It is short sighted to believe that Kashmiris have quietly accepted what happened. If Ladakhis could dance on the streets, why did Kashmiris not celebrate? Look at the sheer numbers of paramilitary forces the government had to bring out. From my detention, I could see their drones flying overhead. And if Kashmiris have accepted the decision, why is the government still banning 4G internet? Every day we hear of youngsters joining militant ranks, although we hear there is a shortage of weapons.

Just because you cannot see protests don’t confuse it to mean there is no anger and a sense of hurt that prevails here over what happened on August 5. Don’t punish and demean Kashmiris further.

They have also made the point that people were actually happy to see National Conference behind bars….

I won’t disagree, some sections were happy. The BJP through its actions has done more to destroy mainstream politics than any separatist or militant organisation has been able to do since 1989-90. We were reduced to objects of ridicule. People said we were served right for saying ‘Bharat Mata Ki Jai’. They said Mehbooba Mufti and I were being served right for putting down protests in 2010 and 2016.

We stood with the nation, and we were ridiculed for standing with the nation.

Instead of patting themselves on the back, the BJP should be worried that this is the sentiment towards mainstream leaders, and that this has left no space for mainstream leaders. You asked about us, but even New Delhi’s new found friend here, the “Apni Party”, have they been able to do anything? Have they or the BJP been able to do one big political rally here? They are misrepresenting the mood of the people, and worse, living in denial. Unless they accept something is wrong, they will not be able to correct it.

Last year after August 5, all the parties including the NC and the PDP here issued the Gupkar declaration. What is its status, and would you be open to joining hands with the PDP or Sajjad Lone’s People’s Conference or Shah Faesal’s People’s movement now?

The Gupkar declaration stands. But what it means for the road ahead can only be discussed when all those in the meeting have the freedom to discuss it. Moreover, we have not had a common fight on August 5 decision. Some of us as individual entities have gone to court to protest the decision, but the PDP has chosen not to challenge it in court. Once all the leaders are out of detention, they can meet and decide on whether to coordinate in the future.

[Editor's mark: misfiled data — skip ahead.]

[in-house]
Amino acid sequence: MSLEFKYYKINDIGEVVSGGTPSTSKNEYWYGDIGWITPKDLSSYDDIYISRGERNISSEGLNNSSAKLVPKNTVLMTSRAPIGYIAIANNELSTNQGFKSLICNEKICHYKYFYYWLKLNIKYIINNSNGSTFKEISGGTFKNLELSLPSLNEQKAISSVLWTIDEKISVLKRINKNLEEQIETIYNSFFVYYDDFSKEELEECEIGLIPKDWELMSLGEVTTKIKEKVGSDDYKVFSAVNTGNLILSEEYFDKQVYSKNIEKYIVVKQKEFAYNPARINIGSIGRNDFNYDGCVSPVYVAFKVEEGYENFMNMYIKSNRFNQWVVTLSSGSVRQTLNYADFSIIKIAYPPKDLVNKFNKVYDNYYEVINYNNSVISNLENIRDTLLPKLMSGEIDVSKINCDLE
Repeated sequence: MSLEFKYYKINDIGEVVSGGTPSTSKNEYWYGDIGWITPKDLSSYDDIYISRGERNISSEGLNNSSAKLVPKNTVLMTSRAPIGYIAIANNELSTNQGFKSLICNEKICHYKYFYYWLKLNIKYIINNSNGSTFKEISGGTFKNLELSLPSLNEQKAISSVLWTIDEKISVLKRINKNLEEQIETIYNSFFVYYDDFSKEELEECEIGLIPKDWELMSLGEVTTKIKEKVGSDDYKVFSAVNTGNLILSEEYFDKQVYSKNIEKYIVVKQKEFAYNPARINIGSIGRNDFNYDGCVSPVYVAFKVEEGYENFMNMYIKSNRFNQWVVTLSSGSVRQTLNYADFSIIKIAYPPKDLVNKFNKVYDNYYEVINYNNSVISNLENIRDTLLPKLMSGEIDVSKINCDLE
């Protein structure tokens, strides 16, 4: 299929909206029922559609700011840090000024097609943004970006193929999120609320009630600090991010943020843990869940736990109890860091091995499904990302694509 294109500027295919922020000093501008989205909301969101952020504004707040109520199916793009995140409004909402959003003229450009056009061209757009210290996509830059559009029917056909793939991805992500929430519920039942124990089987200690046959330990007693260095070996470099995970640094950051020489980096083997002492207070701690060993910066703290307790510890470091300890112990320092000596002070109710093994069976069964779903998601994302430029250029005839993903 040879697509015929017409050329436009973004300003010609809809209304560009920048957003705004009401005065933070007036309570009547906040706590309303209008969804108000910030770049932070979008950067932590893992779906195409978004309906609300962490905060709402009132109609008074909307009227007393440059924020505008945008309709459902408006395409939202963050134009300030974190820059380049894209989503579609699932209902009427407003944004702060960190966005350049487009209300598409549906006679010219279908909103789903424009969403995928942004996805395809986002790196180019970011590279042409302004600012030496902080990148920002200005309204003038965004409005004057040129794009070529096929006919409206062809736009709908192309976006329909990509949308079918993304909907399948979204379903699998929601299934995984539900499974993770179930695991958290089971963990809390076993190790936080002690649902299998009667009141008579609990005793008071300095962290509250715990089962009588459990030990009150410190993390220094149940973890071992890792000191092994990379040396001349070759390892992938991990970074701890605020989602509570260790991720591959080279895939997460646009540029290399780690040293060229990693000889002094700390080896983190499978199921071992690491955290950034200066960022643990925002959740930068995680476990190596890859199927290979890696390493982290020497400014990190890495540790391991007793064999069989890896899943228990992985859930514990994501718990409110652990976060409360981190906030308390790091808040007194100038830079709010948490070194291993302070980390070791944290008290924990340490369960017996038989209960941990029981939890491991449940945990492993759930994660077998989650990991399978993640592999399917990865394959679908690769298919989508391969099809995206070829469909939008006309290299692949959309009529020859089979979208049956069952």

The Centre has argued Article 370 was a discriminatory law, and particularly 35A discriminated against refugees and neglected Ladakhis of equal opportunities?

Yes, I accept there was an element of gender bias in 35A, which could have done with correction. I have within the party discussed there might be a need to widen the scope and involve the civil society to acknowledge the gender bias in 35A and correct it ourselves. In fact, I often cited the example of the triple talaq ruling. If the Muslim intelligentsia had themselves acknowledged the problem of triple talaq and done away with it without the courts needing to have stepped in, it would have been better.

With regard to refugees, those refugees were not State subjects of J&K. A State has the right to choose who its domiciles should be. Other States do the same. Himachal Pradesh, Union Territories (UTs) like Andaman, Lakshadweep and the Northeast have their own domicile laws and J&K chose its own domicile law. If there was any element of discriminatory nature in the domicile law, the BJP was part of power with (Peoples Democratic party president) Mehbooba Mufti and Mufti Muhammad Sayeed, why did they not do it while in the government? Why did they have to completely dismember J&K? Why did you have to completely alter constitutional relationship between J&K and the rest of the country to correct these things?